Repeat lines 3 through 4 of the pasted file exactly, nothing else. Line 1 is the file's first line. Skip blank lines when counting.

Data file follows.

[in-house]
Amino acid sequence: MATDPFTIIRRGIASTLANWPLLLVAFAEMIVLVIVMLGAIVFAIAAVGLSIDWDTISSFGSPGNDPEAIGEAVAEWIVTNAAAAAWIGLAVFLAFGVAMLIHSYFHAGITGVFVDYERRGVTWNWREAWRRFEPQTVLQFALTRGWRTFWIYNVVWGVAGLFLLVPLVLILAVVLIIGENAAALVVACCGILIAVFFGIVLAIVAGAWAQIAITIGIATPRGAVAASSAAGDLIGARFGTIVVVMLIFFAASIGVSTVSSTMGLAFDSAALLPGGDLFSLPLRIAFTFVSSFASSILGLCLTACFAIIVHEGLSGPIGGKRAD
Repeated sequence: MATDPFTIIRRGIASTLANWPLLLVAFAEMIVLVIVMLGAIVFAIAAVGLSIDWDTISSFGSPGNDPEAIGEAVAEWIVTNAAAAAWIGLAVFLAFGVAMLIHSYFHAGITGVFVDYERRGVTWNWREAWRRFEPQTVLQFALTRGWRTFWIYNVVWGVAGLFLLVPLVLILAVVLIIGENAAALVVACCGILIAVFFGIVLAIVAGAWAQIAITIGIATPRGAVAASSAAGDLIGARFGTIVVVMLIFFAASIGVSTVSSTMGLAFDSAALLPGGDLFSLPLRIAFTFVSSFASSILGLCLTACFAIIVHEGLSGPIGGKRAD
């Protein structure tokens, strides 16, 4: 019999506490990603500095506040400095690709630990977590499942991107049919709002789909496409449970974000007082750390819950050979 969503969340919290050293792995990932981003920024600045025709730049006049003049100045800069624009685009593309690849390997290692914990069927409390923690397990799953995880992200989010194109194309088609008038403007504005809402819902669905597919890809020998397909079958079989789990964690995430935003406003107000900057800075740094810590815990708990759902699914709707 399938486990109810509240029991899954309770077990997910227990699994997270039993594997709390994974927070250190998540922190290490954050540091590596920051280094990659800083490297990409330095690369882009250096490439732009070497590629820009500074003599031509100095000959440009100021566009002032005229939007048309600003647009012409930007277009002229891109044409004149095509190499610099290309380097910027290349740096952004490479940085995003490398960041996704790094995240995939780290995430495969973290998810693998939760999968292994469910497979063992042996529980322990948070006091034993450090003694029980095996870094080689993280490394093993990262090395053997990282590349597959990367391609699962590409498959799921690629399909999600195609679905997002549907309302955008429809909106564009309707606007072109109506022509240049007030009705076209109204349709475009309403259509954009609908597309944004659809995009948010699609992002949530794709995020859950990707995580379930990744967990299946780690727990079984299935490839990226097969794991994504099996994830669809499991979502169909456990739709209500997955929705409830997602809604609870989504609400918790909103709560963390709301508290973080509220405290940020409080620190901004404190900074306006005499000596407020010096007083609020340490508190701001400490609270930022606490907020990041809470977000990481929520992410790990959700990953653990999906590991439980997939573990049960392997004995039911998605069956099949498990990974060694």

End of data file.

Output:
Repeated sequence: MATDPFTIIRRGIASTLANWPLLLVAFAEMIVLVIVMLGAIVFAIAAVGLSIDWDTISSFGSPGNDPEAIGEAVAEWIVTNAAAAAWIGLAVFLAFGVAMLIHSYFHAGITGVFVDYERRGVTWNWREAWRRFEPQTVLQFALTRGWRTFWIYNVVWGVAGLFLLVPLVLILAVVLIIGENAAALVVACCGILIAVFFGIVLAIVAGAWAQIAITIGIATPRGAVAASSAAGDLIGARFGTIVVVMLIFFAASIGVSTVSSTMGLAFDSAALLPGGDLFSLPLRIAFTFVSSFASSILGLCLTACFAIIVHEGLSGPIGGKRAD
């Protein structure tokens, strides 16, 4: 019999506490990603500095506040400095690709630990977590499942991107049919709002789909496409449970974000007082750390819950050979 969503969340919290050293792995990932981003920024600045025709730049006049003049100045800069624009685009593309690849390997290692914990069927409390923690397990799953995880992200989010194109194309088609008038403007504005809402819902669905597919890809020998397909079958079989789990964690995430935003406003107000900057800075740094810590815990708990759902699914709707 399938486990109810509240029991899954309770077990997910227990699994997270039993594997709390994974927070250190998540922190290490954050540091590596920051280094990659800083490297990409330095690369882009250096490439732009070497590629820009500074003599031509100095000959440009100021566009002032005229939007048309600003647009012409930007277009002229891109044409004149095509190499610099290309380097910027290349740096952004490479940085995003490398960041996704790094995240995939780290995430495969973290998810693998939760999968292994469910497979063992042996529980322990948070006091034993450090003694029980095996870094080689993280490394093993990262090395053997990282590349597959990367391609699962590409498959799921690629399909999600195609679905997002549907309302955008429809909106564009309707606007072109109506022509240049007030009705076209109204349709475009309403259509954009609908597309944004659809995009948010699609992002949530794709995020859950990707995580379930990744967990299946780690727990079984299935490839990226097969794991994504099996994830669809499991979502169909456990739709209500997955929705409830997602809604609870989504609400918790909103709560963390709301508290973080509220405290940020409080620190901004404190900074306006005499000596407020010096007083609020340490508190701001400490609270930022606490907020990041809470977000990481929520992410790990959700990953653990999906590991439980997939573990049960392997004995039911998605069956099949498990990974060694």